Michael Haneke is sitting in a windowless room, in the lower floor of a Toronto hotel. It’s small, it’s confining, and it seems an altogether appropriate setting. In Amour, the Austrian filmmaker’s emotionally jolting portrait of an elderly Parisian couple – played by Jean-Louis Trintignant and Emmanuelle Riva – almost all the action takes place within the walls of the retired musicians’ apartment.
Like all of Haneke’s films – Funny Games, Cache, White Ribbon, among them – Amour has moments that leave themselves open to interpretation. What’s with that pigeon that flies in through an open window? The police that knock down the apartment door? There are doubts, ambiguity. As a meditation on ageing and loss, it resonates deeply.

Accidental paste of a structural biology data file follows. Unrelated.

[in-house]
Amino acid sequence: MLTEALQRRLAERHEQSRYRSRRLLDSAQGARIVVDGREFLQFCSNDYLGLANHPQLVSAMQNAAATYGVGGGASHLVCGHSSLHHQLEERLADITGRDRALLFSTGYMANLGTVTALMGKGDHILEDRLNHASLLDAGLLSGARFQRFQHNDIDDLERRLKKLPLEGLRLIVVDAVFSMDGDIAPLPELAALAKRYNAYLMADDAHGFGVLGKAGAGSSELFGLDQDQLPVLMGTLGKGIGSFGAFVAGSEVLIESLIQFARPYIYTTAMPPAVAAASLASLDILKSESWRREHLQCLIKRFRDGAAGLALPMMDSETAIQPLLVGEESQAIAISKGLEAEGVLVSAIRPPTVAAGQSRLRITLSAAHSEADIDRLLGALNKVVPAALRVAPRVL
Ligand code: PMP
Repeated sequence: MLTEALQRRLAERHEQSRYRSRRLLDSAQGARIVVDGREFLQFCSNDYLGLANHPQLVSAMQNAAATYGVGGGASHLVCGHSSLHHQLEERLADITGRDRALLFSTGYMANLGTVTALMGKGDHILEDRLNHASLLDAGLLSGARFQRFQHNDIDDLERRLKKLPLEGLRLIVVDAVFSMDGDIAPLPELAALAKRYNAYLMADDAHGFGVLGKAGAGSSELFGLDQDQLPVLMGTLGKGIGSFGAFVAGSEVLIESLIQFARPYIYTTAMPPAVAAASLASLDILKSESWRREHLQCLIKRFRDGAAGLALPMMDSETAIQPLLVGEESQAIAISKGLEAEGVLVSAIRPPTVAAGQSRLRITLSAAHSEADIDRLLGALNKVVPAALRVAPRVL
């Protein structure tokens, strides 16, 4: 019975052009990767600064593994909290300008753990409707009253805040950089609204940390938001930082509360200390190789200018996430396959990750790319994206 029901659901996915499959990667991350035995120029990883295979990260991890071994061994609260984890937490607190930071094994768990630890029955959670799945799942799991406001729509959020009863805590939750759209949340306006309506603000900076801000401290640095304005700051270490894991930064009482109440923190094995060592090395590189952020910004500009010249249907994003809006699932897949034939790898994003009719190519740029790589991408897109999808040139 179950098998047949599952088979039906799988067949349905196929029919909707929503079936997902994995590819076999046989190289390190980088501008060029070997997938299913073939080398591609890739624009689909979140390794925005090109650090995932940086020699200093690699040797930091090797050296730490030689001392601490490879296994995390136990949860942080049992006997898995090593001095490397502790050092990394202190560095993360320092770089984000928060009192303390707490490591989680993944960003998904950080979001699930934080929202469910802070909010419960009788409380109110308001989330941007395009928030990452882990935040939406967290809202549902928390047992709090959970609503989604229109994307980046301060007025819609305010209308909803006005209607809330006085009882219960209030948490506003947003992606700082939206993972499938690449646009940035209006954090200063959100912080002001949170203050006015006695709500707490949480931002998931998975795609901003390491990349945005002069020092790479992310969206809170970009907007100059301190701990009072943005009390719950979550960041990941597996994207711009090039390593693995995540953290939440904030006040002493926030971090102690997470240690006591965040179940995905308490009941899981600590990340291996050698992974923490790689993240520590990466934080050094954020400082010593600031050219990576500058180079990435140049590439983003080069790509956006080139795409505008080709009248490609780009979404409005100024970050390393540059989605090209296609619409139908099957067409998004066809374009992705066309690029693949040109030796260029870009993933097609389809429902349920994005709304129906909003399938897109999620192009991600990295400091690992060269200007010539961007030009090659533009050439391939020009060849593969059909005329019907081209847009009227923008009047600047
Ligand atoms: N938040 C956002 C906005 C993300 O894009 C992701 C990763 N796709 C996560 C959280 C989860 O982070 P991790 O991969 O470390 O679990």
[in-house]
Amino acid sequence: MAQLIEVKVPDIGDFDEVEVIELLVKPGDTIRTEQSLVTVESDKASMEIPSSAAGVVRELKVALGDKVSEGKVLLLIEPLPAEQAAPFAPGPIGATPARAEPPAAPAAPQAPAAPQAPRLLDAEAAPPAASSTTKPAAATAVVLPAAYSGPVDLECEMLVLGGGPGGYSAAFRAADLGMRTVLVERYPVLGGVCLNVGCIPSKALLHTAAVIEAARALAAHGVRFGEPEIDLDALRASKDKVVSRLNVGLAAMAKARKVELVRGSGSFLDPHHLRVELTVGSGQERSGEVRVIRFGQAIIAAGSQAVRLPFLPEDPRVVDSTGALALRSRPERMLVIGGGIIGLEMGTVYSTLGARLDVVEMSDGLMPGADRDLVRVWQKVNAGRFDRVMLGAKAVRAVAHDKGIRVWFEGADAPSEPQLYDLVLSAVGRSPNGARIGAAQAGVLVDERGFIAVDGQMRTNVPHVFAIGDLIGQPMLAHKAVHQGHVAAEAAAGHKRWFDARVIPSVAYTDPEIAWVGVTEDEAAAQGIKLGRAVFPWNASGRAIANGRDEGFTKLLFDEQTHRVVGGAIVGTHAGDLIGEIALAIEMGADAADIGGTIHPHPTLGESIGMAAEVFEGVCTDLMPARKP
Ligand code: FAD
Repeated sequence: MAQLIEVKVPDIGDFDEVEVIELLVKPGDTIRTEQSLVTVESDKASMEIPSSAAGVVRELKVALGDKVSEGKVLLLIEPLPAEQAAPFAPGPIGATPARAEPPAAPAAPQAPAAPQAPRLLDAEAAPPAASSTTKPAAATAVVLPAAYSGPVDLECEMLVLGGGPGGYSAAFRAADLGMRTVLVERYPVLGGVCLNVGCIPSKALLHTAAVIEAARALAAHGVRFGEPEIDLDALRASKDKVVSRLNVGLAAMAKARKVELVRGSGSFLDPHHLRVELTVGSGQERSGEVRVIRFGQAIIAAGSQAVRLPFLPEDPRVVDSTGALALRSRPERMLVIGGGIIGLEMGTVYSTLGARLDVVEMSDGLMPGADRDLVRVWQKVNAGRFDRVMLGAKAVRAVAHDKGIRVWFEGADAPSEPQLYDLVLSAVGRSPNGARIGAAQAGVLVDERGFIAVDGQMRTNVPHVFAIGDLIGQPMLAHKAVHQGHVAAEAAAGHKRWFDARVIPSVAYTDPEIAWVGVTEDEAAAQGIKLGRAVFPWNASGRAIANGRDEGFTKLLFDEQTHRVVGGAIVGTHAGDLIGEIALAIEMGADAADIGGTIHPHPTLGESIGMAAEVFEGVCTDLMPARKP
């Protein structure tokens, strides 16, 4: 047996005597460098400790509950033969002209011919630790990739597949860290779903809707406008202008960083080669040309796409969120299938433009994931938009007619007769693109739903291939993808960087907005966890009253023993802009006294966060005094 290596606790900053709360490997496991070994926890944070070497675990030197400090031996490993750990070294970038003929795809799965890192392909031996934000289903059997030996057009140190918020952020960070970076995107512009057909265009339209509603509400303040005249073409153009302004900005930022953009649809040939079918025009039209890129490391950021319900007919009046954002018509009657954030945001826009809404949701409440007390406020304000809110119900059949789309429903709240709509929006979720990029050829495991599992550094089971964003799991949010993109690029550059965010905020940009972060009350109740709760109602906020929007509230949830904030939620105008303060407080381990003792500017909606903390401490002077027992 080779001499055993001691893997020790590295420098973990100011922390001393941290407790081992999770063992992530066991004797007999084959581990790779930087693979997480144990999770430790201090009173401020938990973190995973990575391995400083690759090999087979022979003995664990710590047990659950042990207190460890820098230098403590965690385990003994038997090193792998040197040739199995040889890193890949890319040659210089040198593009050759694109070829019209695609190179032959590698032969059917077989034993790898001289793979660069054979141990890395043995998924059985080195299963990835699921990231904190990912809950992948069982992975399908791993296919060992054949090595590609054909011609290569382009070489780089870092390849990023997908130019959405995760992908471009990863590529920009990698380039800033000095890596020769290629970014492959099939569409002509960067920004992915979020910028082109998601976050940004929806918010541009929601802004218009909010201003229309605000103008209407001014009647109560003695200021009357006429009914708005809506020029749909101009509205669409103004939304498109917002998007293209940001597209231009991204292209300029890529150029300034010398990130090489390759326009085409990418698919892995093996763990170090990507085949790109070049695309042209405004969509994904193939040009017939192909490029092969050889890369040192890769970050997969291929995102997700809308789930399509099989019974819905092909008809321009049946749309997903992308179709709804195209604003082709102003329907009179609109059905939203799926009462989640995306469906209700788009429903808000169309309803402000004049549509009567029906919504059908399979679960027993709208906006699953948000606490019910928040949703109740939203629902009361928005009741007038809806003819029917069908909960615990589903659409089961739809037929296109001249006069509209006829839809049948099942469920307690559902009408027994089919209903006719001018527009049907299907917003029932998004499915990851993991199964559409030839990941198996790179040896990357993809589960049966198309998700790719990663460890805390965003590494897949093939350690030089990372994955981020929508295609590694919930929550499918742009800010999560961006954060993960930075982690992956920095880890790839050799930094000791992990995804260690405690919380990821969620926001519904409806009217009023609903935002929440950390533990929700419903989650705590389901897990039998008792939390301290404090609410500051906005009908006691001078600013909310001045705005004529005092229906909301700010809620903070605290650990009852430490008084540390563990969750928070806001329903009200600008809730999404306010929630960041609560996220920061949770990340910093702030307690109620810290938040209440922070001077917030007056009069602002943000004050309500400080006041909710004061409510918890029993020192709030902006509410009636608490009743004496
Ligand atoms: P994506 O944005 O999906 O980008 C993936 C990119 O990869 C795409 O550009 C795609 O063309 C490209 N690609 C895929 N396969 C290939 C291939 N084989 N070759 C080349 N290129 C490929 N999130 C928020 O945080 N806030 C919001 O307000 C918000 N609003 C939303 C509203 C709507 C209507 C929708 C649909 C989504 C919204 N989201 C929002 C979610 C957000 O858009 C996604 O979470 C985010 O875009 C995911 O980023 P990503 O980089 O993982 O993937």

“I try to make films that I would like to see,” explains the director. Amour won the grand prize at the Cannes Film Festival in May, was a big hit at the Toronto International Film Festival and is nominated for five Academy Awards (best picture, best foreign language film, best actress, best director and original screenplay). “When a film is too obvious and too simple, I am bored…. And especially with a film like this, I think it’s not possible for me to make it in a cheap way, in a sentimental way. That was the big challenge for this film -- to avoid all this kind of sentimentality and misery. This is a subject that is so important, and it touches all of us, so you have to operate on a certain level.”